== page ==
Wagons haven't been cool in awhile in the U.S. market. Many automakers -- Volvo included -- have elevated the ride height of their five-door vehicles into something vaguely resembling an SUV, but without the SUV proportions.
Volvo is attempting to convince Americans to embrace wagons is the SUV-ified V60 Cross Country, essentially a wagon version of the S60 sedan. But it neither satisfies as a wagon nor as an SUV, which makes it a tough sell.
Sized for dual-income-no-kids couples, the V60 CC comes with a snug rear seat and modest cargo area. We usually like the feel and sprawl of Volvo interiors, but the packaging wizards at Gothenburg headquarters must have taken the afternoon off when they got this assignment. For all its exterior size, it just feels small inside.
This wagon scrimps on leg and head room in the backseat; a tall teenager will be squished sitting behind an average-sized adult. Those with families and accouterments should probably pick the XC60 SUV instead. Also, driver visibility isn't good, with small side and rear windows crimping the view.
That said, the Volvo's cabin feels like a luxury car. The fit and finish of the interior materials have the expected upscale feel; the leather feels sourced from coddled cows.
Just one engine is available, Volvo's familiar 2.0-liter turbocharged four-cylinder mated to an eight-speed automatic. The engine delivers a decent punch but isn't the most pleasant sounding. For fashion's sake or the occasional muddy trail in Vermont, the V60 CC boasts an additional 2.6 inches of ride height over its V60 wagon cousin.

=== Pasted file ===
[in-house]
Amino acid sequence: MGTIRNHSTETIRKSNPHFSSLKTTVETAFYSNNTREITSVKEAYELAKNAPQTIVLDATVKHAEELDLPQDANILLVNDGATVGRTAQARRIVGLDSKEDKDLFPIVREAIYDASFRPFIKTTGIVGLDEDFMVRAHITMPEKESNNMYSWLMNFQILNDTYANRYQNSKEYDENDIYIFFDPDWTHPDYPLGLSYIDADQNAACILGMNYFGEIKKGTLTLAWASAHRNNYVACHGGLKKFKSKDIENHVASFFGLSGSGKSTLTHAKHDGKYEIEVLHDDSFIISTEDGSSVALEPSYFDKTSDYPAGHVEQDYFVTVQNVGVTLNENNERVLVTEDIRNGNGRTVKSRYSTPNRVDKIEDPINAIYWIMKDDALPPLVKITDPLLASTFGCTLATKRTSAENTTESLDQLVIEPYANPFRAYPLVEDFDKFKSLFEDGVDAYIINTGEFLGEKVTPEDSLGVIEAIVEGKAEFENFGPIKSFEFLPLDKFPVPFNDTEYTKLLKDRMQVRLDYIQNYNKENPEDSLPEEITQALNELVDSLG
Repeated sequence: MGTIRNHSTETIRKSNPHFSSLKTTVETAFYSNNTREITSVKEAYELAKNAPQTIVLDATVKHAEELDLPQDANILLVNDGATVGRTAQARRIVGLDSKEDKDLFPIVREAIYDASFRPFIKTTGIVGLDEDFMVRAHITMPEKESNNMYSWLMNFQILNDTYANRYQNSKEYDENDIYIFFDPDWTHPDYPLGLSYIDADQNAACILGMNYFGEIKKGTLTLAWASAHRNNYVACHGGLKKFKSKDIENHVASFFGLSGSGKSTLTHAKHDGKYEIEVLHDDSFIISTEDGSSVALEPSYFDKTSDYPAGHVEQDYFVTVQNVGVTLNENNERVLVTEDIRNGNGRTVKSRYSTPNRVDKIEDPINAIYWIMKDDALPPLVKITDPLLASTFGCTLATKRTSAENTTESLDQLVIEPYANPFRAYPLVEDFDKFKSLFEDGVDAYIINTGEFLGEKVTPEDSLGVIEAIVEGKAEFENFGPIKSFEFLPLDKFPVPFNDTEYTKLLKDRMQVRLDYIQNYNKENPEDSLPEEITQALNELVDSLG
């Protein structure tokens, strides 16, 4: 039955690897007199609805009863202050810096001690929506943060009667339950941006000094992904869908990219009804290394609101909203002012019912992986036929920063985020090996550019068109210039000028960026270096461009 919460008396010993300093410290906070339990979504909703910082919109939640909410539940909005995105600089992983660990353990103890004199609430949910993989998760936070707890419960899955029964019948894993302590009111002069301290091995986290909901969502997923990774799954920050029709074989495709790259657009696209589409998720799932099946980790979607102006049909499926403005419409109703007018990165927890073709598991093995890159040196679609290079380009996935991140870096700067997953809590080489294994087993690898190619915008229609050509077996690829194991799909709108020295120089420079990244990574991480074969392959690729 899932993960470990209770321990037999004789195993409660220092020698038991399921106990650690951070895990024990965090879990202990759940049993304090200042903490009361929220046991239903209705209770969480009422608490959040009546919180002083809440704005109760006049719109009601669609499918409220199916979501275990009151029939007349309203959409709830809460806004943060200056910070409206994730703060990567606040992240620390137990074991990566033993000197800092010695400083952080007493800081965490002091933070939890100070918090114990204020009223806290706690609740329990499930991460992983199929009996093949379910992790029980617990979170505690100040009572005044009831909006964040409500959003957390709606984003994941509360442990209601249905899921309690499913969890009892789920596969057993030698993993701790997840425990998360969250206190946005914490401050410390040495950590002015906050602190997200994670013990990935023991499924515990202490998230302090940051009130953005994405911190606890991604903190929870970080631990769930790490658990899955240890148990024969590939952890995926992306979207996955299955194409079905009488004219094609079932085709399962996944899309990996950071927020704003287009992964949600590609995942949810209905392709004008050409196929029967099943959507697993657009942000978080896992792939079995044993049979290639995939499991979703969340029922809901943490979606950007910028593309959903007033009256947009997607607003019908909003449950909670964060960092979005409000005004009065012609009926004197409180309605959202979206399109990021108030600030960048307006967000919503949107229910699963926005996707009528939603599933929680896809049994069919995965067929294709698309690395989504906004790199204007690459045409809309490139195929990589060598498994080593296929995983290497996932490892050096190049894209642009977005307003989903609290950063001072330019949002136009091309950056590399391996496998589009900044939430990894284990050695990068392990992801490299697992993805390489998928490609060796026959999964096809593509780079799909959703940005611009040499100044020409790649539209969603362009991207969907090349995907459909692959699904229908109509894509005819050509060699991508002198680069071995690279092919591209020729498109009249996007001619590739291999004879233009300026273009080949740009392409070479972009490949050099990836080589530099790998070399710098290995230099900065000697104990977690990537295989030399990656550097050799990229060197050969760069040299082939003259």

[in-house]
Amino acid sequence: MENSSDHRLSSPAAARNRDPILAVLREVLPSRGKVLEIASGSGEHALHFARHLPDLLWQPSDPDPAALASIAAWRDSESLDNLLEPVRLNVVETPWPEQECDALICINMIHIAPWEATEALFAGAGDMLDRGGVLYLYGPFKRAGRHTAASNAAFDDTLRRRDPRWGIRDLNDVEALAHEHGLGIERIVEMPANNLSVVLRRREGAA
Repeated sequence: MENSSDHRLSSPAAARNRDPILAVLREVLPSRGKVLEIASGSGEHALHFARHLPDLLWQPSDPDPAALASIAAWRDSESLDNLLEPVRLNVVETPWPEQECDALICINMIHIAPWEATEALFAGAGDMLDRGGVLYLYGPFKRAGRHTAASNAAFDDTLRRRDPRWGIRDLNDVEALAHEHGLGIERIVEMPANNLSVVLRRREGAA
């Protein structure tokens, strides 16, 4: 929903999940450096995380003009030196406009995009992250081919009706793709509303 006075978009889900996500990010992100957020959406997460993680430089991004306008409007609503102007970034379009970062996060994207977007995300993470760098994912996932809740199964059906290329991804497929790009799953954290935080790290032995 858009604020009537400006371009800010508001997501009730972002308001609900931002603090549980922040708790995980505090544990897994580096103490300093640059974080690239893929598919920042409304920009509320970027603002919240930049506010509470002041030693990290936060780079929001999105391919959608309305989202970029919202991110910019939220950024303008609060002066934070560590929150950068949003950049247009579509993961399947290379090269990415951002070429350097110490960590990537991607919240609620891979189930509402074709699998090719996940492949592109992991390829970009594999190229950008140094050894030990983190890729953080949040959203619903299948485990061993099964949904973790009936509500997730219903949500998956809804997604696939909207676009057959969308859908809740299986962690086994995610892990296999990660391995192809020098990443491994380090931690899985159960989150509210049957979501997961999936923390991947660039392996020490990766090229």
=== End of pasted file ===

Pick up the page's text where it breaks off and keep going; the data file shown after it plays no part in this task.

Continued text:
Like most Volvos, the V60 CC suffers from a stiff ride, transmitting road imperfections harshly to occupants' kidneys and bladders. That discomfort happens despite Volvo's excellent record of building firm-yet-supple seats -- which in this case suffered from a lack of lumbar support.
For a brand that focuses on safety, we were surprised by the V60 CC's tail-wagging nature in our avoidance maneuver test. Although it ably navigates sudden suburban obstacles -- such as a wayward bouncing ball -- you don't feel confident that the Volvo will cleanly accomplish its task when you have to swerve. On meandering curvy country roads, the Volvo isn't as athletic as its most direct competitor, the Audi A4 Allroad.
Base models are stocked with luxury equipment including navigation, a moonroof, and leather seats and surfaces.
The audio and climate controls have an interface with lots of tightly spaced buttons. The layout is busy and not all functions are obvious, but the confusion ebbs once you live with the car for a while. You navigate the various menus with a not-so-handy control knob that feels out of date.
This wagon doesn't reward with space for people or gear, and the driving experience is unsatisfying. It earned one of the lowest scores in our wagon Ratings. For the same price, you can buy many roomier or better offerings, including Volvo's own XC60 SUV. Sometimes you don't get what you pay for.